All of which might lead you to expect the authors of the Journal op-ed to call for increased measures to ensure father-child contact post-divorce, but they don’t.  They never raise the issue; the word ‘father’ appears nowhere in their article.  An intelligent space alien would get no idea from their article that perhaps the greatest single impediment to child well-being is father absence.

In an article whose title is “The Best Way to Help Children is to Take Their Rights Seriously,” and whose authors are clearly concerned about the condition of children in Canada, it must counted odd that so many Canadian children effectively have no father.  The divorce rate there verges on 50% and the rate of out-of-wedlock childbearing nears our own 40%.  In 90% of custody cases, the mother gets primary custody.  There as in the U.S. that sharply diminishes the contact children have with their father.  The general unwillingness of courts to enforce even the meager visitation rights fathers supposedly enjoy further separates children from fathers.

The failure of the op-ed to mention fatherlessness is doubly strange since the whole piece hinges on the Convention, and that document speaks loudly about the importance of both parents to children’s welfare.  For example:

States Parties shall ensure that a child shall not be separated from his or her parents against their will, except when competent authorities subject to judicial review determine, in accordance with applicable law and procedures, that such separation is necessary for the best interests of the child…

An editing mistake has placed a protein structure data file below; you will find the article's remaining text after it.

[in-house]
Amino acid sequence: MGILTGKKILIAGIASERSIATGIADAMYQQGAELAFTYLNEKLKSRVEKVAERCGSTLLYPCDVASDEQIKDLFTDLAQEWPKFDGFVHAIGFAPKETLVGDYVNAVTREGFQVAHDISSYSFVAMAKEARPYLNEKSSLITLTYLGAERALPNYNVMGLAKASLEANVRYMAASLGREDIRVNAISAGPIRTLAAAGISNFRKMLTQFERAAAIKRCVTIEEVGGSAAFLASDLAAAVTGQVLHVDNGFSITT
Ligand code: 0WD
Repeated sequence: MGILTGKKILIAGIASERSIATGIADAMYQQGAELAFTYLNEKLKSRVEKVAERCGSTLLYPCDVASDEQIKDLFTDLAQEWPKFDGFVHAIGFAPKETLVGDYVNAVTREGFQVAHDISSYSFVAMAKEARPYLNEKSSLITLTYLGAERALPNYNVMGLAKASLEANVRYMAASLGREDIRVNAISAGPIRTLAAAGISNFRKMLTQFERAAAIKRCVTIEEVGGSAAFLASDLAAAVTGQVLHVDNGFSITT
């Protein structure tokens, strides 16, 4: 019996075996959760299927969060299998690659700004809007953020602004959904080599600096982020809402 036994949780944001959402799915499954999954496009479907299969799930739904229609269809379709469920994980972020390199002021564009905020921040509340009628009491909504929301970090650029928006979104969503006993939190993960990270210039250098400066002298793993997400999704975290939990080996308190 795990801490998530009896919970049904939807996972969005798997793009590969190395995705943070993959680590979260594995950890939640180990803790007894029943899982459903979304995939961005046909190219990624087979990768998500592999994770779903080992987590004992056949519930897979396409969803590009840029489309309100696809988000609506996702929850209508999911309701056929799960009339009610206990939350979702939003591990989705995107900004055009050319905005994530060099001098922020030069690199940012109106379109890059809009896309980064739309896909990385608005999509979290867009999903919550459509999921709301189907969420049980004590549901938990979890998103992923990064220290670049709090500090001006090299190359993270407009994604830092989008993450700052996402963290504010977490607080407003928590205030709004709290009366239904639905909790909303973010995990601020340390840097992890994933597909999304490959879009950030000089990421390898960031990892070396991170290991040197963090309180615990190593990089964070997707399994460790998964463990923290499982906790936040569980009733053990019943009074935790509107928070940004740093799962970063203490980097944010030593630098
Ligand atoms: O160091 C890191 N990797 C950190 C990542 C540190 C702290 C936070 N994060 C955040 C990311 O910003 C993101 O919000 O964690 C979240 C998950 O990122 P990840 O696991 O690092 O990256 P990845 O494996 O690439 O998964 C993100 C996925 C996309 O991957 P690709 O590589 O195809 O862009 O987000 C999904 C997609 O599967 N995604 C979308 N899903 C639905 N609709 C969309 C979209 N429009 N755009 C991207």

States Parties shall respect the rights and duties of the parents and, when applicable, legal guardians, to provide direction to the child in the exercise of his or her right in a manner consistent with the evolving capacities of the child…

States Parties shall use their best efforts to ensure recognition of the principle that both parents have common responsibilities for the upbringing and development of the child. Parents or, as the case may be, legal guardians, have the primary responsibility for the upbringing and development of the child…

For the purpose of guaranteeing and promoting the rights set forth in the present Convention, States Parties shall render appropriate assistance to parents and legal guardians in the performance of their child-rearing responsibilities and shall ensure the development of institutions, facilities and services for the care of children.

The message is clear in the Convention; parents are vital to children’s well-being and children have rights to parents and vice versa.  But however clear the Convention may be, those facts escaped the notice of the authors of the Journal piece.

It’s a strange world.  We know the value of fathers to children.  We say we value children’s well-being.  And yet our institutions often seem bent on denying fathers to those children.  That is an outrage and one of the chief reasons for much societal dysfunction.  Now it appears that even those with a special interest in children manage to miss the obvious – that to better the lot of children, we must reconnect them with their fathers.